REASON FOR THIS ALERT: Congress will soon consider the Multilateral Debt Relief Act of 2005, which represents an essential next step in alleviating the crushing burdens of debt that plague many developing countries. S. 1320 and its companion bill in the House, H.R. 3191, provide Congressional support for the recent G8 agreement on new debt cancellation and authorize the appropriation of the funds necessary to finance the U.S. share of its costs. The bills also encourage the Administration to go beyond the G8 agreement in important respects.
Please contact your Senators and Representatives and urge them to co-sponsor the Multilateral Debt Relief Act of 2005, S. 1320 in the Senate and H.R. 3191 in the House.
BACKGROUND: Debt payments continue to drain resources that poor countries desperately need for health care, food, education and social programs. The burden of debt also impedes governments abilities to respond to the HIV/AIDS crisis, droughts, civil strife and other emergencies.
An agreement recently announced by G8 leaders commits to canceling at least $40 billion of the debt owed by poor countries to the World Bank, the African Development Bank, and the International Monetary Fund. This new commitment, which is expected to be formally adopted in the next few months, would immediately benefit 18 developing nations classified as Heavily-Indebted Poor Countries (HIPCs) and eventually as many as 20 additional HIPCs.
This agreement represents a significant step in enabling poor countries to redirect their resources toward essential human needs, but much more must be done. Other developing countries should be included in the debt cancellation, and other multilateral creditors should forgive the debt owed to them. Furthermore, the G8 agreement cannot be implemented without U.S. support and funding to finance the debt cancellation.
The Multilateral Debt Relief Act of 2005 is important for three main reasons:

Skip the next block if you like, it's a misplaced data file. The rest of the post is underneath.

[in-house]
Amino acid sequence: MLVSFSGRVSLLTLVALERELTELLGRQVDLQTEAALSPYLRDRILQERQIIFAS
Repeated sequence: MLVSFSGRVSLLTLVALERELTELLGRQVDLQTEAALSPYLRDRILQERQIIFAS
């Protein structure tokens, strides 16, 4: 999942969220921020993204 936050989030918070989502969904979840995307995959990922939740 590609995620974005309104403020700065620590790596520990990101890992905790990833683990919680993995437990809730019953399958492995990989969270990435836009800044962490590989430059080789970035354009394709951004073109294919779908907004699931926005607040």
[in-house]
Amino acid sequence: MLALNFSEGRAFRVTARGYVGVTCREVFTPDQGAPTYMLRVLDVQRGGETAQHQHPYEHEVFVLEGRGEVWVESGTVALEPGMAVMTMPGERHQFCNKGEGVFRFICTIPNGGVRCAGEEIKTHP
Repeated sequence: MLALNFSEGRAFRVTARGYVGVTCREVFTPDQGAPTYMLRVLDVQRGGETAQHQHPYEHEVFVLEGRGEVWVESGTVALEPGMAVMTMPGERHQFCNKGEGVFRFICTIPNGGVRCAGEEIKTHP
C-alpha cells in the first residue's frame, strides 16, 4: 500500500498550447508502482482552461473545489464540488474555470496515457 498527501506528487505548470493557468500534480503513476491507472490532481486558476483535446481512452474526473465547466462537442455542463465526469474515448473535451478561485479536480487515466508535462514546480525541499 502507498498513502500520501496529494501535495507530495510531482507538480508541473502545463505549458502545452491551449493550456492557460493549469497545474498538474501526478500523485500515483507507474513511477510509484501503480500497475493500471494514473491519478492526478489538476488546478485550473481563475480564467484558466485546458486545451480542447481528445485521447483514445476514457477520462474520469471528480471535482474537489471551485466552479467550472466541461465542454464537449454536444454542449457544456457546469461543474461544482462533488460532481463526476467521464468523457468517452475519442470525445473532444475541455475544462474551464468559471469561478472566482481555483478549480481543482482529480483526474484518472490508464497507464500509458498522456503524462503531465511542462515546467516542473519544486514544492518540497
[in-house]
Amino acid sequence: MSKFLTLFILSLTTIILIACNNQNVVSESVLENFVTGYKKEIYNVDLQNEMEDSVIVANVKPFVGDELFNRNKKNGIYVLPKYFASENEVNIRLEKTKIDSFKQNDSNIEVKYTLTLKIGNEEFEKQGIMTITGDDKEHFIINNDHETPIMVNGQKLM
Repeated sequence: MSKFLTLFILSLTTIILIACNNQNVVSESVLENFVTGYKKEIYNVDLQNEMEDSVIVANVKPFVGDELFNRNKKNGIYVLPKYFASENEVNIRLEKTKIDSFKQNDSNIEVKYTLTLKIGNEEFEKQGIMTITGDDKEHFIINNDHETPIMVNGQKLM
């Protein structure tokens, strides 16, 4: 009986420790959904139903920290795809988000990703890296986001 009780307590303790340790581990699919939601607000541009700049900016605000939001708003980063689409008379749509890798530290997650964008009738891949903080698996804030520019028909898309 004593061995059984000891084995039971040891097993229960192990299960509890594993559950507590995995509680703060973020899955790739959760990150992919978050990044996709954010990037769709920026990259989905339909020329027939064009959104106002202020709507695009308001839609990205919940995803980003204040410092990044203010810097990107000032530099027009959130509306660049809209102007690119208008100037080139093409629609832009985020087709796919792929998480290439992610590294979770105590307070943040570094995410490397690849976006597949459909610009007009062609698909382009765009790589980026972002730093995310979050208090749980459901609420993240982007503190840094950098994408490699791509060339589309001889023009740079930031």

- It signals Congressional support and provides the authority for the funding necessary to implement the G8 debt cancellation. This in turn will reinforce the new global partnership launched at the G8 summit, offering the hope that countries can cooperate in eliminating the conditions that lead to suffering and despair.
- It authorizes greater debt relief than the G8 agreement by canceling debt owed to the Inter-American Development Bank, the largest creditor of heavily-indebted poor countries in Latin America and the Caribbean.
- It encourages the U.S. Treasury to work toward debt relief for the substantial number of countries that are not eligible under the G8 agreement but are nonetheless suffering debt burdens as great as, or greater than, those that are currently eligible. Fairness requires that these countries be made eligible for debt relief on the same basis without undue delay.
Based on our respect for the life and dignity of every person and the Churchs call for justice and equity in relationships between rich and poor countries, USCCB has long supported relieving the burdensome debts of low income countries. Catholic Relief Services (CRS), the aid and development agency of the U.S. Catholic Bishops, knows first hand the needs of the people living with the burden of crushing debts from its work among the poorest people of the earth in over 80 countries. Debt repayments should not come at the cost of basic human survival and dignity. The merits of deeper debt cancellation, when accompanied by conditions of accountability and transparency on the part of recipient countries, have been shown to generate much needed resources for health, education and poverty reduction for some of the worlds poorest people.
TAKE ACTION NOW! Please contact your Senators and Representatives and ask them to signal their support for reducing the crushing debt burdens by co-sponsoring S. 1320/H.R. 3191, the Multilateral Debt Relief Act of 2005.
OTHER WAYS YOU CAN HELP: Get involved in the Catholic Campaign Against Global Poverty www.usccb.org/globalpoverty, a joint effort by USCCB and CRS that encourages Catholics in the United States to learn about the issues of aid, trade and debt, how they affect our brothers and sisters worldwide, and what you can do to advocate for U.S. policies that promote economic and social development for people living in poverty.